How should a Christian today celebrate the annual festivals observed by Jesus Christ and the apostles?

Most Christians today don't observe the seven festivals God calls "My feasts" (Leviticus 23:2). Here is how the United Church of God celebrates these meaningful festivals today


The Bible lists seven festivals to be celebrated each year (Leviticus 23), and the New Testament shows many examples of Jesus, His apostles and the Church of God celebrating them. The first, the Passover , is a memorial of the sacrifice of Jesus Christ for our sins. This is also when we renew our agreement to come under the blood of Jesus Christ, the perfect Passover Lamb, for the forgiveness of our sins. We approach this period of the year with deep spiritual introspection. We commemorate the Passover on the 14th day of the first month of the sacred year with a service based on the instructions of 1 Corinthians:11:23-28 and the Gospel accounts of the New Testament Passover that Christ instituted.

This solemn service begins with a brief explanation of its purpose, followed by foot-washing (based on Christ's example and instructions in John 13). Then the minister gives an explanation of the symbols of the Passover, unleavened bread and wine, which represent the body and blood of our Savior. Each baptized member of the Church eats a small piece of the unleavened bread and drinks a small glass of the wine (Mark:14:22-24). Passover is the only festival that does not also include a Holy Day (annual Sabbath).

The Feast of Unleavened Bread is symbolic of the Christian's responsibility to strive to live a sin-free life. We prepare for the Feast of Unleavened Bread by removing leaven and leavened products (bread or other baked items that are made with yeast, baking powder, baking soda or potassium bicarbonate) from our homes (Exodus:12:18-19). We also do not eat bread products made with leaven during the seven days of the Unleavened Bread festival in keeping with God's instructions. Two of the most common commercial unleavened breads are Ry-Krisp and matzos. (Not all matzos are free of leaven, however, so one has to read the labels.)

This festival begins and ends with an annual Holy Day on which church services are held similar to the kind of services we hold on every weekly Sabbath. However, on each of the annual Holy Days, the messages focus on various aspects of the meaning of the day we are observing.

The meetings begin with congregational singing, followed by a prayer. After that, an elder or someone designated by the pastor gives a 10- to 12-minute message. This is followed by announcements and the collection of an offering (in accordance with Deuteronomy:16:16-17). (Offerings are not collected on the weekly Sabbath, because there are no instructions or examples of this in the Bible.) More congregational singing may follow, or a choir or musicians may present special music.

The main message lasts approximately one hour and is given usually by the pastor or an elder that he designates. Occasionally, we will use alternative formats, such as having two messages of equal length (around 40 minutes each), between which we have the announcement segment and congregational singing or special music. All of the messages provide guidance, encouragement and education to the membership, as well as help us worship God. The service ends with a final congregational hymn and a closing prayer.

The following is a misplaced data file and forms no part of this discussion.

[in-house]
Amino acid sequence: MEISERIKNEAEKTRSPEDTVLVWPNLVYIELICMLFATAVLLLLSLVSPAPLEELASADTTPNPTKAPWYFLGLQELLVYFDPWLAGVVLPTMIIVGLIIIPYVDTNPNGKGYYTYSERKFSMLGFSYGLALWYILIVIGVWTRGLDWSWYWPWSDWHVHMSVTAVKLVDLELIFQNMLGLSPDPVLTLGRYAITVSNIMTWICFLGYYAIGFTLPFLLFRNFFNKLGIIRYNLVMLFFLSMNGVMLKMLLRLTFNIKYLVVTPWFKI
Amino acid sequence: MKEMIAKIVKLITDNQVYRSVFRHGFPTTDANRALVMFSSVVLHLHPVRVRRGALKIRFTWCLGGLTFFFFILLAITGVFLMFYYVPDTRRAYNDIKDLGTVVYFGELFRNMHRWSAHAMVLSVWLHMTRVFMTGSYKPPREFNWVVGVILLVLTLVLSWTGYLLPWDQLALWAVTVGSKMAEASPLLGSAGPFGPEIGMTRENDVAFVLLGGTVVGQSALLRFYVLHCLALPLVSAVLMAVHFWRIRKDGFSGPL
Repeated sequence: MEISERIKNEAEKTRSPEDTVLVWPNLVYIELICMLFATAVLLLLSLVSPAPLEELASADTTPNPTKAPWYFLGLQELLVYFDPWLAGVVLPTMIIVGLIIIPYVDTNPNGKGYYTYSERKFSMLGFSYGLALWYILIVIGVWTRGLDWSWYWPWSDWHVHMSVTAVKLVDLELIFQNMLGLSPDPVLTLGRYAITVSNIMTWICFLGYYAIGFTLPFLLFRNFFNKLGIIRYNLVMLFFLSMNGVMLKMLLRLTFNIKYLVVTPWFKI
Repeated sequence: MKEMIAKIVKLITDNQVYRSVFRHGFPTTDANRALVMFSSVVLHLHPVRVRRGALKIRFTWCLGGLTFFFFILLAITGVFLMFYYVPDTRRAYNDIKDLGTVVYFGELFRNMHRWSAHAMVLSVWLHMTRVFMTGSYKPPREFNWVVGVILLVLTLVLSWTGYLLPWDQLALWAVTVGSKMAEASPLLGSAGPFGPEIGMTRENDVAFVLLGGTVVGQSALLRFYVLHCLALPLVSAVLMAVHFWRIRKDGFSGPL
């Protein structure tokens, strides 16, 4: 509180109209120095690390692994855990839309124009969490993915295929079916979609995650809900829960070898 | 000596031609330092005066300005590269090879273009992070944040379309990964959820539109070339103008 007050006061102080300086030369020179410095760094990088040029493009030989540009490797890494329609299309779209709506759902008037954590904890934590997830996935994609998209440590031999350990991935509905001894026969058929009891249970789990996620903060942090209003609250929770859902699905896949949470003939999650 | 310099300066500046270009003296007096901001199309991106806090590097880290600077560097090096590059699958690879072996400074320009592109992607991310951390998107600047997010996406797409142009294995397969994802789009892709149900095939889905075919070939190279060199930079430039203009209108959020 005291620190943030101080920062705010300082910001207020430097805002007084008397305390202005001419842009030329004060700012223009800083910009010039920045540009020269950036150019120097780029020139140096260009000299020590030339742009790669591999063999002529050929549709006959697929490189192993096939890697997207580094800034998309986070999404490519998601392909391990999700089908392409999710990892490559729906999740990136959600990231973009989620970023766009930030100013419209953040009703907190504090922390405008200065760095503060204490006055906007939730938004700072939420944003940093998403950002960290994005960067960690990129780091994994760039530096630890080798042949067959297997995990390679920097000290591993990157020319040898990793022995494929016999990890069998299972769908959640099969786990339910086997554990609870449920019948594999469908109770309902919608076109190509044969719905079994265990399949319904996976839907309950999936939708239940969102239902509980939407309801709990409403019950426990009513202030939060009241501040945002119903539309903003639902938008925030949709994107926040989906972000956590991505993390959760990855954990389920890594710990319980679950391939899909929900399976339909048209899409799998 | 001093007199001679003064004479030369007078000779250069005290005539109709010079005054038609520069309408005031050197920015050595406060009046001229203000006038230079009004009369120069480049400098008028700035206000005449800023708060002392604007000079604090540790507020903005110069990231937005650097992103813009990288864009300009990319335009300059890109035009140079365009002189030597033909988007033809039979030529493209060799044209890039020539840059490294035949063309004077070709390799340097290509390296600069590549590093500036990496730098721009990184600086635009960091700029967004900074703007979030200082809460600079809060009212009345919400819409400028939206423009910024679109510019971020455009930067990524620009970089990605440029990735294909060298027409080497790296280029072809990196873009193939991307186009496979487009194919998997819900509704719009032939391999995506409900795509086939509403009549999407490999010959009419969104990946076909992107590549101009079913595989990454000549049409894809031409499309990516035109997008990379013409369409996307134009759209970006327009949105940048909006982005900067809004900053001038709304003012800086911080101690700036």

The next two Holy Days are Pentecost (reminding us of the giving of the Holy Spirit and the founding of the Church of God) and the Feast of Trumpets (picturing the return of Jesus Christ). All Holy Days are high day annual Sabbaths, so Christians do not perform their regular work on them, resting in the same way that they do on every weekly Sabbath.

The Day of Atonement has a unique aspect to it, in that God instructs us to "fast" or to go without food and drink. "Afflicted in soul" (Leviticus:23:29) is explained in Vine's Expository Dictionary as meaning to humble oneself through fasting.

Most of the Holy Days are observed in local congregations, with the exception of the Feast of Tabernacles and the Eighth Day . Church members and their families gather in centralized locations for that entire eight-day festival season. We observe this main festival season of the year with daily church services, including those days that are not annual or weekly Sabbaths. God's Holy Day Plan This festival is also a time of great spiritual and physical enjoyment and includes programs for families, seniors, teens and young adults.

For more understanding please read the Bible study aid God's Holy Day Plan: The Promise of Hope for All Mankind .


When are the annual festivals of God? View the Holy Day calendar dates.





The Annual Festivals of God 

The Annual Festivals (Holy Days) of God - 2013 thru 2026





withlove's picture

My son and I are very poor, however..we have been keeping GODS Holy 7th day Sabbath for 2 years now, and we just started keeping the Feast Days...This Year, however..we are that poor that we cannot rent a tent on the Feast of Tabernacles or even buy one, if we set up and make our own tent in our home, would this be appropriate and still obeying the LORD.

Lena VanAusdle

Lena VanAusdle's picture

How wonderful that you are learning and starting to obey God and His Holy Days and Sabbaths. One of the many beautiful things about God's way is that He always provides a way to make it possible. The Bible outlines a "second" tithe, in which we save an additional 10% from our income, and this money is used to celebrate God's Holy Days, particularly the Feast of Tabernacles. A great explanation of this can be found at .

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